Raj Rajaratnam the boss of Galleon, a hedge fund in New York was arrested on Friday for being the mastermind of an insider trading network. That network included people in other hedge funds, private equity funds, consultants and corporate executives – all involved in trading insider information on public companies for profit.
In my four years at Gridstone, I met many hedge funds on sales calls. We offered a research platform with deep data on public companies which should have been of interest to any analyst who invested in public companies based on their fundamentals. But slowly I realized that there were very few in the hedge fund world that actually researched companies to any depth. Most just “traded the news” or were what is called “momentum traders”.
There were reasons for this. Understanding companies requires time and application. At about twenty companies in one or two industries, you start hitting the ceiling of what is possible for one analyst to cover. Hedge funds often don’t have the assets to be able to afford that many analysts.
But I think the real reason is that it is too damned difficult to beat the index just analyzing companies based upon publicly available information. Everyone is seeking an informational edge over the market. Some of this edge is through channel checks and such legal but proprietary sources. Much of it is through rumors – legal but quasi-public. And some of it is through insider information.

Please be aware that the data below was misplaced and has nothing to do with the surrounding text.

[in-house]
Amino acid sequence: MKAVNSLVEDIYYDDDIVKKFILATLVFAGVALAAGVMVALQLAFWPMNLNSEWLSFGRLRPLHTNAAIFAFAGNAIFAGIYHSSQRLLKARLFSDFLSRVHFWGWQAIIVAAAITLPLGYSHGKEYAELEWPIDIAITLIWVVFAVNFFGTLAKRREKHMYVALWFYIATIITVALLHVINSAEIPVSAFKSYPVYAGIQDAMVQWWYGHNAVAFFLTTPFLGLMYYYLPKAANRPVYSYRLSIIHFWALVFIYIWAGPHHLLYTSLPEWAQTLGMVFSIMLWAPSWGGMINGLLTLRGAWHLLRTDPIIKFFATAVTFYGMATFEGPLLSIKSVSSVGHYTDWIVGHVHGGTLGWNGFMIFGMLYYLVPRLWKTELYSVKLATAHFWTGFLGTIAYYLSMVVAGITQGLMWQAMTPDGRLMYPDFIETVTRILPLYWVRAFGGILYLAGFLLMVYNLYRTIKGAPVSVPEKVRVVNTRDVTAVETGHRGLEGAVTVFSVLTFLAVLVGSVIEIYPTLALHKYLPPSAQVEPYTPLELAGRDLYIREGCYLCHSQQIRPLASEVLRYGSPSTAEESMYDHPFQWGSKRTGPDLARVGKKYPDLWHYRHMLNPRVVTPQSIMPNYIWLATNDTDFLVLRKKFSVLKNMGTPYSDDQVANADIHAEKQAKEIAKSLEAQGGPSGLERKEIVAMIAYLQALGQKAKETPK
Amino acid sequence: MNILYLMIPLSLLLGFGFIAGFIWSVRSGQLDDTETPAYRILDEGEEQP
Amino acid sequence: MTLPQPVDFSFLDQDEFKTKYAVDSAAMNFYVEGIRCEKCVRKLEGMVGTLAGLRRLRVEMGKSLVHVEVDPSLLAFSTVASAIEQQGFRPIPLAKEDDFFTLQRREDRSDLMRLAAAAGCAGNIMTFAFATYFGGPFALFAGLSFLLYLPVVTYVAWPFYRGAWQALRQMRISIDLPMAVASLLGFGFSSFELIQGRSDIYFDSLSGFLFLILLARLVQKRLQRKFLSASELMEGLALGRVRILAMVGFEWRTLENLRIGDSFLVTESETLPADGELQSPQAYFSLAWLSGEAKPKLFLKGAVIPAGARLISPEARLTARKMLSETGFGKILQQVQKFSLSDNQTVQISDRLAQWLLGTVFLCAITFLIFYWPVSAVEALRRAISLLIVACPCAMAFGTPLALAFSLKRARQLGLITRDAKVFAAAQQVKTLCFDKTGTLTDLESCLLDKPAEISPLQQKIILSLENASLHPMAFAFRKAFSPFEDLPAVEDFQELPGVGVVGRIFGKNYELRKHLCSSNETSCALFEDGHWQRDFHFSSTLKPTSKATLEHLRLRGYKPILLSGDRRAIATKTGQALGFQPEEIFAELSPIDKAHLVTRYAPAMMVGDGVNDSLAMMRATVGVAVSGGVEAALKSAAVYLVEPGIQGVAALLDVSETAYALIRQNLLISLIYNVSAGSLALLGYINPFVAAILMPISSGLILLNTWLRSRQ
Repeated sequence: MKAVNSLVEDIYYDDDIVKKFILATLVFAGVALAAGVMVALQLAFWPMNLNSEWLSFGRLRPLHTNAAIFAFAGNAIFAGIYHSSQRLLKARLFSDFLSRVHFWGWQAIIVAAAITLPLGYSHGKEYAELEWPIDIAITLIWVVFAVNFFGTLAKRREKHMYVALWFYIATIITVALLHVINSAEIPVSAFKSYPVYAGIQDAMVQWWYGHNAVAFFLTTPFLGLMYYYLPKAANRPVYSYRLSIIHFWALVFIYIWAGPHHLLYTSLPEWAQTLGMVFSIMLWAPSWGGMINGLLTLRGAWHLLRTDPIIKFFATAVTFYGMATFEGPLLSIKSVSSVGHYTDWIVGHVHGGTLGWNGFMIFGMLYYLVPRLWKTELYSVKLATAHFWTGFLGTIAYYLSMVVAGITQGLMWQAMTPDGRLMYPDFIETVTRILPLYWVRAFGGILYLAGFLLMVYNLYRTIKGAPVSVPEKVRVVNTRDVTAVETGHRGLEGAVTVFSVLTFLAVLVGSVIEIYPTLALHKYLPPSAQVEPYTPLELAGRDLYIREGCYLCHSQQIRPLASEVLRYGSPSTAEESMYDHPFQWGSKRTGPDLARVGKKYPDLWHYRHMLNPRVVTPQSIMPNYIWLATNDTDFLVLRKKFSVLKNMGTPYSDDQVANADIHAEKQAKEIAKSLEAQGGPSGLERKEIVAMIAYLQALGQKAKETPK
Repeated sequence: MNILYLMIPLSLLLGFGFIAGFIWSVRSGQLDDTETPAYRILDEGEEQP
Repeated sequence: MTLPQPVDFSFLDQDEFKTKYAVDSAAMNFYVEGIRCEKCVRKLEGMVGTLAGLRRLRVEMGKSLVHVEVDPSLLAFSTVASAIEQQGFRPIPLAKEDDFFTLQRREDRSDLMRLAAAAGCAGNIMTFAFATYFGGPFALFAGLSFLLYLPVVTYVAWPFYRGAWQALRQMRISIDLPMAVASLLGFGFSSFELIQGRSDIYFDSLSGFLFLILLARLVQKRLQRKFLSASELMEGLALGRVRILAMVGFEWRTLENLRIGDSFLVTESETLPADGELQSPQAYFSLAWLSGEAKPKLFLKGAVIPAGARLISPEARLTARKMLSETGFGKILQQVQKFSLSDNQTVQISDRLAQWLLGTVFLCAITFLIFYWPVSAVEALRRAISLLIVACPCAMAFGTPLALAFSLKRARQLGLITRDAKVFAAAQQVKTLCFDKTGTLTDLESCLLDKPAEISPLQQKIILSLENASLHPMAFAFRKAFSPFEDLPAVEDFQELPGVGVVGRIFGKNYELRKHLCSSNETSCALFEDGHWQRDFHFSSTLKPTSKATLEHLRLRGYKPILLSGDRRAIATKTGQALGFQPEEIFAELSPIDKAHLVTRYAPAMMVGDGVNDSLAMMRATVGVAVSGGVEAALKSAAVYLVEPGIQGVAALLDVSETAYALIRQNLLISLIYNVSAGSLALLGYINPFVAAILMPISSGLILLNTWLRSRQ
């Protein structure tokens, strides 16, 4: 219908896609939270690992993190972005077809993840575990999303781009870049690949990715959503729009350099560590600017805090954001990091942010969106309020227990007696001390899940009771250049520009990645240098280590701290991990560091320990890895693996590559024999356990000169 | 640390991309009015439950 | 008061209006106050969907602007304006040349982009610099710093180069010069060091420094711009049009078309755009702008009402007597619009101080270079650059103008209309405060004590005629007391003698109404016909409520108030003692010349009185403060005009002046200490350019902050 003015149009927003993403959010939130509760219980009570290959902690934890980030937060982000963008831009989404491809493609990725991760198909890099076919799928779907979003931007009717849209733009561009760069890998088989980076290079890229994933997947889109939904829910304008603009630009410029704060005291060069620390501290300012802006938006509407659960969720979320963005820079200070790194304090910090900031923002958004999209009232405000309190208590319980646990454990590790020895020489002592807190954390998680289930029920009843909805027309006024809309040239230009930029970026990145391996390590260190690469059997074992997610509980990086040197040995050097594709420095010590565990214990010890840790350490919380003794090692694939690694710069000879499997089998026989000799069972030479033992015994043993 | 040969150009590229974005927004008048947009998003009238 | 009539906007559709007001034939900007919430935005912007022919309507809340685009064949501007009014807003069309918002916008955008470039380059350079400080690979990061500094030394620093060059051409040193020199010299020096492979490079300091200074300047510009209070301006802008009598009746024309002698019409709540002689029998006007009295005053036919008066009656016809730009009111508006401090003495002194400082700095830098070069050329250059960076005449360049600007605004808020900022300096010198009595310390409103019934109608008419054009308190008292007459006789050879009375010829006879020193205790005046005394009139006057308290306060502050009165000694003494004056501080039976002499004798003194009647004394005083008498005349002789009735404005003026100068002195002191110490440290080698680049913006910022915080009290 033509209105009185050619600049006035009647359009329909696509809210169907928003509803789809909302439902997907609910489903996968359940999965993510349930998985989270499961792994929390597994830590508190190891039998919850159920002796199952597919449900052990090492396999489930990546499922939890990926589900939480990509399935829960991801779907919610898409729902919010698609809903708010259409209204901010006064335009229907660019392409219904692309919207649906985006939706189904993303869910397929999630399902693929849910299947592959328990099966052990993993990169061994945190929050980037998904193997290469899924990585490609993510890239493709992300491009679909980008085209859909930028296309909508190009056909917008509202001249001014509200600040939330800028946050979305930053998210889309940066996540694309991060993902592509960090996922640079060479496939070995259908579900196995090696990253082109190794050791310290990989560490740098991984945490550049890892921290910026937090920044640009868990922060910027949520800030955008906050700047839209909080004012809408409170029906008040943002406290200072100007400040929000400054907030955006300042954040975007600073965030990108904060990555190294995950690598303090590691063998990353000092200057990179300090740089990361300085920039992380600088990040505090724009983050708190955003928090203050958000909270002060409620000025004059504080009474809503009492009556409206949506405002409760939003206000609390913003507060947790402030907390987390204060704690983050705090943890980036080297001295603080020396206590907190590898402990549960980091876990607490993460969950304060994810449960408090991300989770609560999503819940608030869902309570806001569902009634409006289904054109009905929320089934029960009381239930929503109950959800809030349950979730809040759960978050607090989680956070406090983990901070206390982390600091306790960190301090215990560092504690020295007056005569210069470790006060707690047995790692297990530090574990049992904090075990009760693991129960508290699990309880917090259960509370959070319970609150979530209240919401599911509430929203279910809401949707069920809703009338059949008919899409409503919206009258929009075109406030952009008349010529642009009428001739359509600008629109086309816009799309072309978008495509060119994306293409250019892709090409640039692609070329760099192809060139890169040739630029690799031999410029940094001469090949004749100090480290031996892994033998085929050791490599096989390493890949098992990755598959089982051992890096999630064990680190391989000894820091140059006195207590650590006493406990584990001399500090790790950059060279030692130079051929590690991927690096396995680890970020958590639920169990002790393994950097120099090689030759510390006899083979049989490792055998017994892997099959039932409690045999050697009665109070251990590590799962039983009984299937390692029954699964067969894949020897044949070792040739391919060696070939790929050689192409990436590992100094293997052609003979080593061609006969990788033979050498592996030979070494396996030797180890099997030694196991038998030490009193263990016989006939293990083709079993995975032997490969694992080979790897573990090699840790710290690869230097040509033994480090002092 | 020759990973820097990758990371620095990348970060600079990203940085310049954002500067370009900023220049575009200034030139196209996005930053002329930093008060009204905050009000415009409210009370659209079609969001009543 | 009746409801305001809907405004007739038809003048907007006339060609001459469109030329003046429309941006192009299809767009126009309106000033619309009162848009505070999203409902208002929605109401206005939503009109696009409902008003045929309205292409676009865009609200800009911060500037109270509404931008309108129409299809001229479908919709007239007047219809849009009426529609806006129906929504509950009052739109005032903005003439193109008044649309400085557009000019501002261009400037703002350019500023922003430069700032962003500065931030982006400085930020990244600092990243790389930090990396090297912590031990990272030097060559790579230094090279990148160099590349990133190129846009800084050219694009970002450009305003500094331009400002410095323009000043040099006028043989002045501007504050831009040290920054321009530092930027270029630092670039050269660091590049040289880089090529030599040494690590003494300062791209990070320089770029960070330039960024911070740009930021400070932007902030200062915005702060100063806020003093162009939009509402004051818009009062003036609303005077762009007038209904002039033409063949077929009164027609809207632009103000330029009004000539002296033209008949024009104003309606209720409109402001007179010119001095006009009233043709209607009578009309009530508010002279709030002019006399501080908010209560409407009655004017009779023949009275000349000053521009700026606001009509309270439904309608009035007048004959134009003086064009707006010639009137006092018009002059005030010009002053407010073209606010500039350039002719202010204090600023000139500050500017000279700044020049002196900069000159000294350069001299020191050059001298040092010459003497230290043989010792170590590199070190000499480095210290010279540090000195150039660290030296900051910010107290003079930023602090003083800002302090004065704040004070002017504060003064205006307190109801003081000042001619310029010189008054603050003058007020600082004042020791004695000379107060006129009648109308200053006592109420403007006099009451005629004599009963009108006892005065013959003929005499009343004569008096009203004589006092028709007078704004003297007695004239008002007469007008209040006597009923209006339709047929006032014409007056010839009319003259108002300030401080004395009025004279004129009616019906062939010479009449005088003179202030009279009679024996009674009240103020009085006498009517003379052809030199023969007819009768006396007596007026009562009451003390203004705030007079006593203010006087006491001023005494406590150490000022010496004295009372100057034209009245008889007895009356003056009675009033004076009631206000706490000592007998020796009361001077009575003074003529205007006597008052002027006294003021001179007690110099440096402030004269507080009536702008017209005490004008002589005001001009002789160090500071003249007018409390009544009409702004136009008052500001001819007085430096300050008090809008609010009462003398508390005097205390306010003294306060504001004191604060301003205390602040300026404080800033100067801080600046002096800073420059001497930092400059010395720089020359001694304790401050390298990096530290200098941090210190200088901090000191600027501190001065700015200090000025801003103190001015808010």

Informational edge is a slippery slope at the bottom of which lies insider information – the most alpha-producing informational edge. If you are a high achiever like most hedge fund managers are, and you have profited from proprietary information in the past, it is almost irresistible to cross the line. It doesn’t help that the difference between the difference between a rumor and insider information is only in how the information was procured. A rumor very well could have started its life as insider information. On large caps, placing a bet that is significant for the fund but small enough to escape being noticed is not too difficult. My belief is that insider trading is far more common than what one major bust every few years will make it seem like.
For Raj Rajaratnam and Danielle Chiesi this was about their hedge funds’ performance. But why did Anil Kumar and Rajiv Goel get involved in this? Perhaps the price of admission to invest in Galleon – which was ironically a fund whose performance was based on insider trading – on their tips.
The other irony here is that two of the major players in the insider trading ring are of Indian origin. So is the prosecuting attorney – Preet Bharara – US attorney for the Southern District of New York.